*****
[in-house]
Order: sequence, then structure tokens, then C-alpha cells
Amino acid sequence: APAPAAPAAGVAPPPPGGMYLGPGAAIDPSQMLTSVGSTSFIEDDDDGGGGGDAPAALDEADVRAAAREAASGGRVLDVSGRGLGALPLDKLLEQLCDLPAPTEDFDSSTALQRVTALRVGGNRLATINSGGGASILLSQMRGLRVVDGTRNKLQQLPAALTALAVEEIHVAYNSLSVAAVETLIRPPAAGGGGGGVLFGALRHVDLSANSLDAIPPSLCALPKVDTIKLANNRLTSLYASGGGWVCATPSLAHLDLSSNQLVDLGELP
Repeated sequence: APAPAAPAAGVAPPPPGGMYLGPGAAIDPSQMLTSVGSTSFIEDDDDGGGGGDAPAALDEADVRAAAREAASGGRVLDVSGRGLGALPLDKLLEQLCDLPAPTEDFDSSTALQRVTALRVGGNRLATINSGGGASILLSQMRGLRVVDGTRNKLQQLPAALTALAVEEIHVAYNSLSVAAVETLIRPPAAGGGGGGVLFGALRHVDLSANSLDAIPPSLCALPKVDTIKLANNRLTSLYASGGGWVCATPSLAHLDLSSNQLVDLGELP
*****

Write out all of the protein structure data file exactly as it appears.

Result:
[in-house]
Order: sequence, then structure tokens, then C-alpha cells
Amino acid sequence: APAPAAPAAGVAPPPPGGMYLGPGAAIDPSQMLTSVGSTSFIEDDDDGGGGGDAPAALDEADVRAAAREAASGGRVLDVSGRGLGALPLDKLLEQLCDLPAPTEDFDSSTALQRVTALRVGGNRLATINSGGGASILLSQMRGLRVVDGTRNKLQQLPAALTALAVEEIHVAYNSLSVAAVETLIRPPAAGGGGGGVLFGALRHVDLSANSLDAIPPSLCALPKVDTIKLANNRLTSLYASGGGWVCATPSLAHLDLSSNQLVDLGELP
Repeated sequence: APAPAAPAAGVAPPPPGGMYLGPGAAIDPSQMLTSVGSTSFIEDDDDGGGGGDAPAALDEADVRAAAREAASGGRVLDVSGRGLGALPLDKLLEQLCDLPAPTEDFDSSTALQRVTALRVGGNRLATINSGGGASILLSQMRGLRVVDGTRNKLQQLPAALTALAVEEIHVAYNSLSVAAVETLIRPPAAGGGGGGVLFGALRHVDLSANSLDAIPPSLCALPKVDTIKLANNRLTSLYASGGGWVCATPSLAHLDLSSNQLVDLGELP